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Our Aboriginal Health Workers on a busy Autumn on the road

As Autumn settles in, our Aboriginal Health workers KATHRYN HUET and ADELINE PARFITT are heading out and about to spread the word about diabetes.

As we write this, we’re getting ready for a couple of days of basketball. Over 11 and 12 April, we’re going to be in Bunbury at the Binar Futures basketball tournament and health embassy. The idea is that Aboriginal kids come along with their families to play basketball and, while they’re there, they receive free health checks. With our help, they also learn a bit about diabetes.

This will be our second tournament this year. The first one was in Albany back in January and it was just great. Our interactions with the kids were magnificent. We were able to share so much with them. What’s good for them to eat, what’s not so good, how many serves of sugar are in soft drinks, and all that sort of stuff. We also showed them our healthy plate and compared it with a not-so-healthy one.

We asked them to show us a nice healthy dinner, lunch or breakfast or something and we talked about how they could make it a bit healthier. And we talked about carbs and hidden sugars.

Those sessions are great because the parents come around with the kids and they are learning as well. It’s a whole family education. We’ll be running a wide variety of education sessions this Autumn. This includes regular information sessions at Bandyup Women’s Prison. Those have become more important since the smoking ban in prisons, as a consequence of that seems to be
that some of the women there have started to put on weight.

We run interactive sessions that take a holistic approach, helping the women understand what’s going on in their bodies and how blood glucose and diabetes works. We know those women have so much going on in their lives and we’re just a small part of it, but those visits feel important.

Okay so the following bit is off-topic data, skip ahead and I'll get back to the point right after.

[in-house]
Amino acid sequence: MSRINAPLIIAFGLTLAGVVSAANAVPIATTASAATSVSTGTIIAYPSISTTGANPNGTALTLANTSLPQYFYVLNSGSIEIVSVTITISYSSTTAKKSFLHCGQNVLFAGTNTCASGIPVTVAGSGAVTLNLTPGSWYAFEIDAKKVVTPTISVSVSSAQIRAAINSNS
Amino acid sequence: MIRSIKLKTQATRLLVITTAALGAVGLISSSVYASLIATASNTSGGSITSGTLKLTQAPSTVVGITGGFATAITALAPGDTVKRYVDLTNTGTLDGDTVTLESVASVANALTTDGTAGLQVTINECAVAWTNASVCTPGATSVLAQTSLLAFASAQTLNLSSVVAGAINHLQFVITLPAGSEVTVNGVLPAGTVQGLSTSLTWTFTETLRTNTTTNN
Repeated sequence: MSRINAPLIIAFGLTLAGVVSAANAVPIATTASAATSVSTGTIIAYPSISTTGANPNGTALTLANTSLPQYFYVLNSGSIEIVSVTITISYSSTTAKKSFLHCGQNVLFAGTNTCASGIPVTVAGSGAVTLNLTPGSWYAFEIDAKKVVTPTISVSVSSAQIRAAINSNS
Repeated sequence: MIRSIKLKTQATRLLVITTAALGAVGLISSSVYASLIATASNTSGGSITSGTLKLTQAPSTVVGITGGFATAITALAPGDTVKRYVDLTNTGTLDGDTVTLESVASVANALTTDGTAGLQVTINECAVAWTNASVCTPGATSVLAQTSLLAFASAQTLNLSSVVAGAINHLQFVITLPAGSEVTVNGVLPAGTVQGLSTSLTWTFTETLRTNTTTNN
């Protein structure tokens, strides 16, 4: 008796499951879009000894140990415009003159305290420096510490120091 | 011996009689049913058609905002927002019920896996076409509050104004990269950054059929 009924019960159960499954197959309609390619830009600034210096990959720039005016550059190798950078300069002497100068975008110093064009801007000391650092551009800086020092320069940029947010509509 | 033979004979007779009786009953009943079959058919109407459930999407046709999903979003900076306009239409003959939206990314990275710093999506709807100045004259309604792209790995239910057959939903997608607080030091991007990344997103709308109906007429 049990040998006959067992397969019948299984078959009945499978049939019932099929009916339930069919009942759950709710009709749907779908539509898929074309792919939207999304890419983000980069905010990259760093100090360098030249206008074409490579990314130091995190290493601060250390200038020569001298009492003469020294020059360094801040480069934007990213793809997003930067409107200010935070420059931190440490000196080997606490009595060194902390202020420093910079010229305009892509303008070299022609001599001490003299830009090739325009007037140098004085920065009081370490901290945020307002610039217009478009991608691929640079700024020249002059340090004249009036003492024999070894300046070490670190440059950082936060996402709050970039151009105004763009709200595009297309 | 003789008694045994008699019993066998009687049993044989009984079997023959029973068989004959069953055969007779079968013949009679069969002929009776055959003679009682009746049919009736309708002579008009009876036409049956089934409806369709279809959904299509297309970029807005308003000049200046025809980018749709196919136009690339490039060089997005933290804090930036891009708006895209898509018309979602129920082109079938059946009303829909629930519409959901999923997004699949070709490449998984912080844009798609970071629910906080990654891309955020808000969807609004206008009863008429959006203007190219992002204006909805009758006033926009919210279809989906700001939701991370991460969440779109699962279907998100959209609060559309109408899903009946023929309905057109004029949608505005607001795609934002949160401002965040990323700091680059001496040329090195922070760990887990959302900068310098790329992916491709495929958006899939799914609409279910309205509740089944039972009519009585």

Further afield, we’ll be travelling out to the NG Lands in May to train six Aboriginal health workers to deliver our DESY education sessions. This is the first time we’ve gone out there to train people in their Community and it’s so important, because it means these educators will be talking to their own mob. To people they know, to their Elders, in language they know. A lot of the people living on the NG Lands don’t know how to speak English, so it makes a big difference when people from those Communities can lead diabetes education. It means people are more comfortable  coming to the education sessions and we know that people learn more when they’re comfortable.

Once we’ve trained the health workers, we’ll continue to keep in touch with them. There’s a quality development process they have to go through to get accredited and we help them with that. And we’ll continue to mentor and support them once they are accredited.

May is going to be a busy month for us. We’ll also be attending the West Australian Aboriginal Community Controlled Health Sector Conference, which is for health care professionals working in Aboriginal health throughout Australia. And there’s the National Gathering, which is always a big deal. That’s a great opportunity to meet up with other Aboriginal health workers and educators from across Australia. This year we’re talking about the Diabetes Yarning program we’ve been rolling out.

The Yarning program is the latest offering from the NDSS and is based around feedback they received from older programs like the Feltman™. The approach of that session is to make things a bit more relaxed — to talk with people, not at them. It’s also designed to be culturally appropriate for Aboriginal Communities. The whole thing only takes two or three hours. We’ll be training health
professionals to deliver that program, as well as our own DESY program, in the months ahead.

As the weather changes for Autumn, we tend to get back on the road a bit more. Wherever you’re reading this – be it Kalgoorlie, Geraldton or the NG Lands – there’s a chance we’ll be somewhere near you in the next couple of months. If you see us at a community function, come and say hello. We love being out in the community, sharing information about diabetes, and we’re always up for a yarn.

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